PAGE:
Hamilton: "I guess this is my essential message: Carry on as we are, even with quite good outcomes from the incremental approach, and we're screwed. My argument in Requiem for a Species is that we can either face up to this, or we don't. We can choose not to think about it, we can tell stories to ourselves about how it must just be exaggerated, or we can imagine that some technology will come along and everything will be okay. Or we can look at it with open eyes, and allow it to blast away all our utopian imaginings, and say, well, we are in really deep trouble, and it's extremely unlikely that we are going to get out of it unscathed. So what do we do in that situation? And what does it mean for how we act? Does it mean we go for the muddle-through approach even though we know the consequences are likely to be catastrophic? Or do we fundamentally try to rethink and change strategies?"
"... Mind you, I've got much more time for those engaged in civil disobedience who are really trying to take on the system."
Elsewhere, Hamilton writes: "So the
I think Hamilton won this debate hands down, though Revkin stood his ground. For me it was interesting how Revkin revealed his thinking about his own sons:
Revkin: "Over the last three years - in having this shift in my focus from goals that are numbers to goals that are qualities - there's this resonant metaphor I used in my talk: I have two boys, one 16, one 23, and when they were little I could have watched them sleeping in their beds and thought "I'd really like them to be doctors making $400,000 a year." More recently I think I would look at them and think what are the traits I would want to have in these two kids to maximize their chances of thriving and being productive and collaborative and generous ... This shift from "I want to make this kid's life good," to "I want this kid to have good qualities," requires letting go. And it's really scary that".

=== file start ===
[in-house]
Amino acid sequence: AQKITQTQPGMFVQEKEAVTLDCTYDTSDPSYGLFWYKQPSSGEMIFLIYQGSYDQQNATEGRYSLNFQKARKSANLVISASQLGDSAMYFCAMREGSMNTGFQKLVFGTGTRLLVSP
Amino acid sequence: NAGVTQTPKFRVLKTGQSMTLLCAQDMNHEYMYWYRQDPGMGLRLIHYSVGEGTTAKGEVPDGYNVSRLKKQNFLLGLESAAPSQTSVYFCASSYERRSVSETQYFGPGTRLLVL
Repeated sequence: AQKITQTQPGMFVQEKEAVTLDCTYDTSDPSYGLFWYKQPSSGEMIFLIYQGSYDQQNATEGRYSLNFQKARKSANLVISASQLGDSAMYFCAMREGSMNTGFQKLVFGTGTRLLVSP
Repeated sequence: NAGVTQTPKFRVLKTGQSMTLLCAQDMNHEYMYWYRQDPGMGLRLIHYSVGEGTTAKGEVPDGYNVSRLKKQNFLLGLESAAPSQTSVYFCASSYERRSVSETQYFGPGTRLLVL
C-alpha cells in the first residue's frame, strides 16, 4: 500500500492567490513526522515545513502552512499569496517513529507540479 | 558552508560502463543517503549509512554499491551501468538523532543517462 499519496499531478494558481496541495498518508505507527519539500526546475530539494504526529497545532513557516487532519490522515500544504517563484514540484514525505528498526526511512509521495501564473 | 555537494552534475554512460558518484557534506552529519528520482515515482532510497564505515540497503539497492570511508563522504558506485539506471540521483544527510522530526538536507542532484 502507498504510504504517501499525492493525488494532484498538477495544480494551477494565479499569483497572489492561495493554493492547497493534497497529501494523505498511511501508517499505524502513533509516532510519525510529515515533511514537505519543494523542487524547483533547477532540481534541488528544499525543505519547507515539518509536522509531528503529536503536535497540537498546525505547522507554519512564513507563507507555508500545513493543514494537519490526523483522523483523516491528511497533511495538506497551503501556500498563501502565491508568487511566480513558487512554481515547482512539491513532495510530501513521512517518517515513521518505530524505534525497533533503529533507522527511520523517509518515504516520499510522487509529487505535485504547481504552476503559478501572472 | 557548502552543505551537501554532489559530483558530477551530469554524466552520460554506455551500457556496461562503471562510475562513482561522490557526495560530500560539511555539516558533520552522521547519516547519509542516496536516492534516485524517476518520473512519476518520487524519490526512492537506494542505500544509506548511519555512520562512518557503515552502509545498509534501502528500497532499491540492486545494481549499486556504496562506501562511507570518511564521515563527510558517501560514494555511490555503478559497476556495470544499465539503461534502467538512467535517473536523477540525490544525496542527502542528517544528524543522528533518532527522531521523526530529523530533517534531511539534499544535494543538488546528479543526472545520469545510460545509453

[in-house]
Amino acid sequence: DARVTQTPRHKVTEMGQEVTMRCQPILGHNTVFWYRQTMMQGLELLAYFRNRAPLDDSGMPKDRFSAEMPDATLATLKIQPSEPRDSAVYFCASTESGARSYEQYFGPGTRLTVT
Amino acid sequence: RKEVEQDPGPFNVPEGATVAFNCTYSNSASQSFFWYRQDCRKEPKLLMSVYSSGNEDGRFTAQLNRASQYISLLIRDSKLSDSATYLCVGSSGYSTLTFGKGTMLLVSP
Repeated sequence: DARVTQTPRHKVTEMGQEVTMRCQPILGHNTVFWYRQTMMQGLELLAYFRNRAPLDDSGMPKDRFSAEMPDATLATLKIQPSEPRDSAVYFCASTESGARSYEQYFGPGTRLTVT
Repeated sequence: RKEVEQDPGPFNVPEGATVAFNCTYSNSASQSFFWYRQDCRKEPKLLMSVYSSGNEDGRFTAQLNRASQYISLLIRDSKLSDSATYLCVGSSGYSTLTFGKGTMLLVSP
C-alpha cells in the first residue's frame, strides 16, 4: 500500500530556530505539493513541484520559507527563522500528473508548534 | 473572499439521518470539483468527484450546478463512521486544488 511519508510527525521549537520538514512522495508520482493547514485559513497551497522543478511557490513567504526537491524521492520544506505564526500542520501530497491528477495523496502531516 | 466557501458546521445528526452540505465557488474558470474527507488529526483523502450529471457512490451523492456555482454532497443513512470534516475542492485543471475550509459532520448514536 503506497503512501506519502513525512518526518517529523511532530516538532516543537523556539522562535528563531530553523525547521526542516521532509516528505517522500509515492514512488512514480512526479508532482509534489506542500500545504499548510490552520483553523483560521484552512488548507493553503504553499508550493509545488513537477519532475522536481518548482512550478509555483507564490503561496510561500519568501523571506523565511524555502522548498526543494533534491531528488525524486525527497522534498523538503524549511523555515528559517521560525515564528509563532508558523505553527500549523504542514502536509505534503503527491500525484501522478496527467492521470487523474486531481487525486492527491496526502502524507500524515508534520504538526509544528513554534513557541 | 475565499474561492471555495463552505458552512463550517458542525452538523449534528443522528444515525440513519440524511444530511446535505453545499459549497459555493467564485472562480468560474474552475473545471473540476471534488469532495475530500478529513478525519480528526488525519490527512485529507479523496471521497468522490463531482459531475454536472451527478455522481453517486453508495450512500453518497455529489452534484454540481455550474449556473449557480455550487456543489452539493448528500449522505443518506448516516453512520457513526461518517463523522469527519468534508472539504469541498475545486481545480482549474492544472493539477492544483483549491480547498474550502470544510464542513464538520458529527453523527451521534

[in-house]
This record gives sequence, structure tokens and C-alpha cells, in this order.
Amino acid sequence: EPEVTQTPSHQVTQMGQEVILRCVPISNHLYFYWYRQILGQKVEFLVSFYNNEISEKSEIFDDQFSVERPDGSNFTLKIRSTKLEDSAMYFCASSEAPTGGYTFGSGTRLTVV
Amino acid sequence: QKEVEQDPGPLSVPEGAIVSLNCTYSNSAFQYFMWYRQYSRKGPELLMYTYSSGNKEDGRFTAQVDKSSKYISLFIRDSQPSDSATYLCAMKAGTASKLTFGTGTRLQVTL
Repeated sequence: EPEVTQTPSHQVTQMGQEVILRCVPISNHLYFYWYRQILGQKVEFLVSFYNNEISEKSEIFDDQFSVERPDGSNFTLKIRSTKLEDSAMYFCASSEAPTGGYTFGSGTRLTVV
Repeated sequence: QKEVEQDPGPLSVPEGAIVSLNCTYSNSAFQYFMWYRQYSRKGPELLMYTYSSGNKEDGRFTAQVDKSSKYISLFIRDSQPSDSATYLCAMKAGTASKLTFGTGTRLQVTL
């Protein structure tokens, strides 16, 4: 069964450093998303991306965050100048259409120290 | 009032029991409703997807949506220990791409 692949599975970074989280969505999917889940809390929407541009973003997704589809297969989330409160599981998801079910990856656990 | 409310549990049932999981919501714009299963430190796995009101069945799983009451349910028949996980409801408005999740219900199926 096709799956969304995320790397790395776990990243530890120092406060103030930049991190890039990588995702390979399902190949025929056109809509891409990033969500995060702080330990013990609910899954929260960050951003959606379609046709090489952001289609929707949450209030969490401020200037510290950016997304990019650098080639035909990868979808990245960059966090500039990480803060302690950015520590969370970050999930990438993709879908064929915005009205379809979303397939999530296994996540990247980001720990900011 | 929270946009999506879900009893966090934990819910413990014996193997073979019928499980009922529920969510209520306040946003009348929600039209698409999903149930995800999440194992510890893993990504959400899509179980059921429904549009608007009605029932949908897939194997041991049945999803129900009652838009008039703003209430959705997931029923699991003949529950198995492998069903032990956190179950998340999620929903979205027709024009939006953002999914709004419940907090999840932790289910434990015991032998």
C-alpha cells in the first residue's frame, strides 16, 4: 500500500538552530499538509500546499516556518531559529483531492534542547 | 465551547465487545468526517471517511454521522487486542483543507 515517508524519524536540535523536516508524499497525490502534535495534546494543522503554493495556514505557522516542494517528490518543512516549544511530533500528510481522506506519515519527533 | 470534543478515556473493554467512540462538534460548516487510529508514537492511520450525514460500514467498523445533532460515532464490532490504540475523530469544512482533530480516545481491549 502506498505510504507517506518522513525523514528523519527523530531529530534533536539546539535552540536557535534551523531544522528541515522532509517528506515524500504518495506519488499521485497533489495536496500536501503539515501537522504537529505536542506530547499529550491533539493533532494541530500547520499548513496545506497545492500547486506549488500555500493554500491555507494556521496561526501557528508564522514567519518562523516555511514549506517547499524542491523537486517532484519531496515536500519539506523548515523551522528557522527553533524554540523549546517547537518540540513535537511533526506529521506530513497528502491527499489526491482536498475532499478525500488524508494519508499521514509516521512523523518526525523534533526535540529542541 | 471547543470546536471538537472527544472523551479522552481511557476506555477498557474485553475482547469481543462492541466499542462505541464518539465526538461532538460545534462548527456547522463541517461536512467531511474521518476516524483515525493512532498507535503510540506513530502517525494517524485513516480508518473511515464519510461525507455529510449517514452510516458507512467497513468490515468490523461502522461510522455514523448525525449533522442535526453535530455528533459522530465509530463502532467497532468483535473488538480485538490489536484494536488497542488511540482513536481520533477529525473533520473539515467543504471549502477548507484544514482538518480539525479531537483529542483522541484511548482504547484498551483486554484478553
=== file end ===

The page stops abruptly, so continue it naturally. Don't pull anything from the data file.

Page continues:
I took heart from this. (I am a medical doctor but such a salary seems astronomical to me, and could only be achieved in this country by taking advantage of vulnerable people). It made me think that Revkin has in more recent times become a bit less materialistic and more altruistic. As one of the most influential environmental journalists on the planet that is important. I thought for him to say that this apparent shift was "really scary" particularly interesting and revealing.
About six years ago I managed to correspond briefly with Andy Revkin, attempting to interest him in the poverty (and indeed famine) alleviating benefits of slower population growth in low-income countries, but in the end without success.